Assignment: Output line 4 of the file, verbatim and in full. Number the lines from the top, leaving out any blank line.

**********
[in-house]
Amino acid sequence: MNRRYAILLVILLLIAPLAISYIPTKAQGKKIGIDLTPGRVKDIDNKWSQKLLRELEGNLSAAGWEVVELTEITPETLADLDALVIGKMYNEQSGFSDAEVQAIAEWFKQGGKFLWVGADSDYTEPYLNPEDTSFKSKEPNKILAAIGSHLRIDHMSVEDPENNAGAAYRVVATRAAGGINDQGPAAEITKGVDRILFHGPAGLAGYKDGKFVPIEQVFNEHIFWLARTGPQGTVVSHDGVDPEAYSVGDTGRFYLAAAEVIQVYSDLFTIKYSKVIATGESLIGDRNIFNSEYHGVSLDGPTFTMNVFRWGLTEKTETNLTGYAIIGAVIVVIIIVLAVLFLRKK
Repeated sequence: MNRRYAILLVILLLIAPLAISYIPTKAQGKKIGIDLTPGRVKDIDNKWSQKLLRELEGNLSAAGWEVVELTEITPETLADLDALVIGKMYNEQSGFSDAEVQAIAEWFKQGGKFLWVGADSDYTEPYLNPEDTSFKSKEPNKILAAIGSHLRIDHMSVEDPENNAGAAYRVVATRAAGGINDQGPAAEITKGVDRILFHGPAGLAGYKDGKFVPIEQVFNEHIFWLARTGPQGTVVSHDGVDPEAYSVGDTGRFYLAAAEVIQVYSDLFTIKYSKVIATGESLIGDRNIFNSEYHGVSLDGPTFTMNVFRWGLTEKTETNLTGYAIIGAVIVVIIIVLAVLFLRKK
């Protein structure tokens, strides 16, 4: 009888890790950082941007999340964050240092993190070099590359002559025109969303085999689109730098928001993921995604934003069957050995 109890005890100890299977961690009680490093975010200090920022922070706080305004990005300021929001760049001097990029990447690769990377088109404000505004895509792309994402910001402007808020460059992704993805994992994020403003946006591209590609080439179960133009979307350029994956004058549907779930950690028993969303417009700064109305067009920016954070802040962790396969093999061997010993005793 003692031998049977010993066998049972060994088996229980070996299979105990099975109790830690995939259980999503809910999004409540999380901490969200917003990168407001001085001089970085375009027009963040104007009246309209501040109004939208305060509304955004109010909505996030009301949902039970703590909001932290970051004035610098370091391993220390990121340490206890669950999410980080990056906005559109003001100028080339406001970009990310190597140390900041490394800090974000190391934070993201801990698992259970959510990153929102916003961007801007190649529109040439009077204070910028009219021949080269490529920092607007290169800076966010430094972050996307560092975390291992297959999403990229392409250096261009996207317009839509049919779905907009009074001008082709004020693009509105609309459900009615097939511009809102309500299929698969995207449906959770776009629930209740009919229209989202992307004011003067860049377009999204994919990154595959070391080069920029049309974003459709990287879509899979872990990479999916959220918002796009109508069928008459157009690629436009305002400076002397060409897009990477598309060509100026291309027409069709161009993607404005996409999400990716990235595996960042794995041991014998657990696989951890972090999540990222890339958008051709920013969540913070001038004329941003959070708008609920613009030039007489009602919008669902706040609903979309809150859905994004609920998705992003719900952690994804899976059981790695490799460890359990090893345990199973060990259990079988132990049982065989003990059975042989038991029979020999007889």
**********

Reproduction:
């Protein structure tokens, strides 16, 4: 009888890790950082941007999340964050240092993190070099590359002559025109969303085999689109730098928001993921995604934003069957050995 109890005890100890299977961690009680490093975010200090920022922070706080305004990005300021929001760049001097990029990447690769990377088109404000505004895509792309994402910001402007808020460059992704993805994992994020403003946006591209590609080439179960133009979307350029994956004058549907779930950690028993969303417009700064109305067009920016954070802040962790396969093999061997010993005793 003692031998049977010993066998049972060994088996229980070996299979105990099975109790830690995939259980999503809910999004409540999380901490969200917003990168407001001085001089970085375009027009963040104007009246309209501040109004939208305060509304955004109010909505996030009301949902039970703590909001932290970051004035610098370091391993220390990121340490206890669950999410980080990056906005559109003001100028080339406001970009990310190597140390900041490394800090974000190391934070993201801990698992259970959510990153929102916003961007801007190649529109040439009077204070910028009219021949080269490529920092607007290169800076966010430094972050996307560092975390291992297959999403990229392409250096261009996207317009839509049919779905907009009074001008082709004020693009509105609309459900009615097939511009809102309500299929698969995207449906959770776009629930209740009919229209989202992307004011003067860049377009999204994919990154595959070391080069920029049309974003459709990287879509899979872990990479999916959220918002796009109508069928008459157009690629436009305002400076002397060409897009990477598309060509100026291309027409069709161009993607404005996409999400990716990235595996960042794995041991014998657990696989951890972090999540990222890339958008051709920013969540913070001038004329941003959070708008609920613009030039007489009602919008669902706040609903979309809150859905994004609920998705992003719900952690994804899976059981790695490799460890359990090893345990199973060990259990079988132990049982065989003990059975042989038991029979020999007889």